Hunter locals and health professionals are horrified at a new Environmental Impact Statement lodged by Mount Pleasant coal mine owner Salim Group that would drastically worsen the region’s already unacceptable air quality.
This week, Salim subsidiary MACH Energy Australia lodged an Environmental Impact Statement that, if approved, would extend the mine’s operations to 2046, double coal production, and double the number of coal trains - all on Muswellbrook’s doorstep.
MACH purchased the mine from Rio Tinto in 2016, and is not believed to have any other experience operating a coal mine in Australia.
The EIS contains health data for the Upper Hunter region (attached) which shows rates of cardiovascular and respiratory diseases, as well as the general death rate, are much higher than NSW generally.
Singleton doctor Bob Vickers desperately urged the NSW Government to flatly refuse the extension based on the health threat alone.
“We know large coal mines in the Hunter are directly responsible for higher rates of a variety of diseases here than in other parts of the country not impacted by coal mining,” he said.
“I am sick and tired of seeing the diseases caused by the coal mines of the Hunter Valley and the government’s total unwillingness to do anything to help.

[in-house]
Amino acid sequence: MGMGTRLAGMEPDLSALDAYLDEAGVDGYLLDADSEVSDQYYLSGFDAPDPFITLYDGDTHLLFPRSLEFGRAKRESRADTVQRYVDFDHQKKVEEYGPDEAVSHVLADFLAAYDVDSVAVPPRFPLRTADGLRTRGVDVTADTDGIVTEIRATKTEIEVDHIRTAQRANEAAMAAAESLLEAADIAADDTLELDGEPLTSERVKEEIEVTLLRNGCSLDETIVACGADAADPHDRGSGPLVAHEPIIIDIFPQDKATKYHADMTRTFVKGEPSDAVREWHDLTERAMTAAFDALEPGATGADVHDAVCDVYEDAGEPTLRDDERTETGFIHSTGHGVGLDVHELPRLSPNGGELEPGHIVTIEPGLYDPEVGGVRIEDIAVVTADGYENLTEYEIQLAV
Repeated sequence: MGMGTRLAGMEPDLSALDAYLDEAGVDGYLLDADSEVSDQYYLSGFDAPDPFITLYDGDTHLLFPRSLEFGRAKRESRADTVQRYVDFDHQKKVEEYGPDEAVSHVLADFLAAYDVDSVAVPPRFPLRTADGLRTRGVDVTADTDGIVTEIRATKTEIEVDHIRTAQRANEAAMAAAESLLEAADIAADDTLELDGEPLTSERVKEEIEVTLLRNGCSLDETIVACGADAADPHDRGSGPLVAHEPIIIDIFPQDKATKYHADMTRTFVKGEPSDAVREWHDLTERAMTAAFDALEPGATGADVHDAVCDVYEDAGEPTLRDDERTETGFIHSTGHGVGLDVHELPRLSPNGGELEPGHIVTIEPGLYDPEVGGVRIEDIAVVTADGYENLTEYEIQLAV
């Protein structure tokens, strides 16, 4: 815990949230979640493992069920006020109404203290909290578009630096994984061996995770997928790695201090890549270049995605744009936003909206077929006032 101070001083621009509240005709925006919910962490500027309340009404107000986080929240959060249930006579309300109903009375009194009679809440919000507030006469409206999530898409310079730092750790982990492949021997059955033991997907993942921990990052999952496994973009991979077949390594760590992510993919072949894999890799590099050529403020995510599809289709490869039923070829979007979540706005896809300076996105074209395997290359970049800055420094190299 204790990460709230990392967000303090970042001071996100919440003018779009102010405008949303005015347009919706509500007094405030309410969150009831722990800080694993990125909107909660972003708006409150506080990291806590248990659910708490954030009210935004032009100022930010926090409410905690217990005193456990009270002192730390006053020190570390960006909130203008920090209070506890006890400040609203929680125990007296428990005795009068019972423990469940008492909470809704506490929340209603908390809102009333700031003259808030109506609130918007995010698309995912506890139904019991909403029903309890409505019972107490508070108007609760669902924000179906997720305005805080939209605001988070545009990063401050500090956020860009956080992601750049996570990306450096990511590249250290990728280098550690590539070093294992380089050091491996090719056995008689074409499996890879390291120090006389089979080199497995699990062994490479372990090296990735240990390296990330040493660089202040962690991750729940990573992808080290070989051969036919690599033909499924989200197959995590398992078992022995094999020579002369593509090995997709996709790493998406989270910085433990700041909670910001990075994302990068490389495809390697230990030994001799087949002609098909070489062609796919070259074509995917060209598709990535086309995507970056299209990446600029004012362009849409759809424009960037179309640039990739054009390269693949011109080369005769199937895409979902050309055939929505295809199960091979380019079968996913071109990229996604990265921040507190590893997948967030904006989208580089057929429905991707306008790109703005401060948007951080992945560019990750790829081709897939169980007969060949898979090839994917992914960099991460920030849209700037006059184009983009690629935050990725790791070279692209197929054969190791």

“Our government introduced lock downs when the coronavirus was an immediate threat. The coal dust in the Hunter Valley has been a present and ongoing threat for many years now and nothing has been done.
“I would like to see the government listen to doctors on not just the public health threat of a pandemic but also the public health threat of air pollution and climate change.”
Lock the Gate Alliance NSW spokesperson Georgina Woods said, “This coal mine extension would choke the life out of Muswellbrook.
“The social impact assessment in the EIS is candid about what locals have been saying for years about the health, wellbeing, and community damage already being experienced because of large scale mining. This extension would only make it worse.
“Already 20 properties in the district have been identified as likely to suffer air and noise pollution that is beyond acceptable standards and have the right to be bought out.
“The life of a mine must not be extended if it means the lifespans of locals will be reduced.”